OH, GOD…I look to the day that I am FREE….FREE to see movies that don’t have heroines that are animated with large almond eyes and tiny noses.

    Free to see movies that have the word “fuck” in them.

    Free to see movies that have despair and other mouldy artifacts of the human condition.

    Thank you, my dear, for a wonderful review.

  6. “if you’re going to show us breasts make them pretty and unsquashed! In fact, make them enhanced and airbrushed while you’re at it because stark reality makes me very uncomfortable. And when I’m very uncomfortable about such things it leads me to question my standing as an inherently good person!”

    Interesting. But then: specific to breasts? You could say “make them pretty and unsquashed” when talking about any aspect of us, really. We don’t like anything unenhanced and not airbrushed; fill in Madonna’s wrinkles, airbrush Beyonce’s cellulite, give Robert Pattinson better abs.

    We tend to be abhorrent of reality, which so often disappoints us.

    Oh, and Oliver Platt? Ice Harvest.

    I do love Catherine Keener, though. Such a fantastically beautiful woman. Love her voice and delivery.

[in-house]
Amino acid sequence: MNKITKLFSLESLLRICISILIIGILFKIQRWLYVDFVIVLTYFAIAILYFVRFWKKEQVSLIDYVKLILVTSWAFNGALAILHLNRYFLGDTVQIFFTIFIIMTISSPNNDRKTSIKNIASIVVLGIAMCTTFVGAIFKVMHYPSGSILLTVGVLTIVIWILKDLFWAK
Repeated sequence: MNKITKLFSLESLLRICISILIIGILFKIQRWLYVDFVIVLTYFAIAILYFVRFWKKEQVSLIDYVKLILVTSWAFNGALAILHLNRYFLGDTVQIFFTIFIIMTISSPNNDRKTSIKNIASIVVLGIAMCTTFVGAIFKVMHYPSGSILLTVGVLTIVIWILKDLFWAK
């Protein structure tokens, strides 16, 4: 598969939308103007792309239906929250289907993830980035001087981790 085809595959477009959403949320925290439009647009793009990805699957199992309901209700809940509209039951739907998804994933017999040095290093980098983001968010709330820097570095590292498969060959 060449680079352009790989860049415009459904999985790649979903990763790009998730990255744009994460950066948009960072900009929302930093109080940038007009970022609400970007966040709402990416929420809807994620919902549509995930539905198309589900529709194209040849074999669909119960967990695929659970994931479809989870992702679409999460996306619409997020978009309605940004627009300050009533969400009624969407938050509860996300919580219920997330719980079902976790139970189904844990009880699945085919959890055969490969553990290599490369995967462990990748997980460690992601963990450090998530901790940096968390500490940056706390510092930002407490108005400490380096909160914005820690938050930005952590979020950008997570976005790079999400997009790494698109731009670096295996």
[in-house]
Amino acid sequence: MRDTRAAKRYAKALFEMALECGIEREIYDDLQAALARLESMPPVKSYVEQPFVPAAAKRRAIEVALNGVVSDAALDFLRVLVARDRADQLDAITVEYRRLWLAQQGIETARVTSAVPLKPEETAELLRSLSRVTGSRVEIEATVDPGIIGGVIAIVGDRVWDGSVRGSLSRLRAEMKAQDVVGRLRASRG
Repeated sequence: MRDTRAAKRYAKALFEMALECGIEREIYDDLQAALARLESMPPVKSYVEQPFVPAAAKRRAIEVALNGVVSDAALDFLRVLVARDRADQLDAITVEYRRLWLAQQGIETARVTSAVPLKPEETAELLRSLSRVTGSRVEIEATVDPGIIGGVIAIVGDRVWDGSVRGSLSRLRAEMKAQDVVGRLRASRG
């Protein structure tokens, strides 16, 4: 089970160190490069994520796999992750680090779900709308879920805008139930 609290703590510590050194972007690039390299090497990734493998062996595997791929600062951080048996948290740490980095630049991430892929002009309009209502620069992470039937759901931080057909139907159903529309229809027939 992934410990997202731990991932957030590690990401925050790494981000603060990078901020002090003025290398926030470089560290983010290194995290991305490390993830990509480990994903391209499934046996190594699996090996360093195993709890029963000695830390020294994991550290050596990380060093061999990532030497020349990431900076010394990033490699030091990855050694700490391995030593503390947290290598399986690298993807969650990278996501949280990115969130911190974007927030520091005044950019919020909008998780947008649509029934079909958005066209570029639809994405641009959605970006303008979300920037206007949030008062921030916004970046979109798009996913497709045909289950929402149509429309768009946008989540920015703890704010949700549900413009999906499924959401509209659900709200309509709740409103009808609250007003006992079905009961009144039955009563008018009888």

Also, Amanda Peet. I don’t know if I need to know any more.

    • Cynthia Hawkins says:

      “We tend to be abhorrent of reality, which so often disappoints us.” — so true, and so … depressing *sigh*.

      I don’t know why Amanda Peet isn’t a bigger deal. She’s terrific!

  7. Simon Smithson says:

    I dig Catherine Keener in just about anything.

    A question on the topic of breasts (huh. That’s the second time I’ve said that today).

    Do you think we wanted perfection, so we created it in culture, or do you think culture created images of perfection, and now we want it?

    • Cynthia Hawkins says:

      Good question! We’d have to have created it at some point and time, right? I wonder also if our ability to manipulate reality through technology and surgery and so forth has just made that desire for perfection infinitely worse? Raising two daughters, I think about this all the time because they get representations of the ideal, or an understanding of how people strive for this ideal, from *every* possible direction, every day. No kidding. Also fascinating how the ideal has evolved over the years …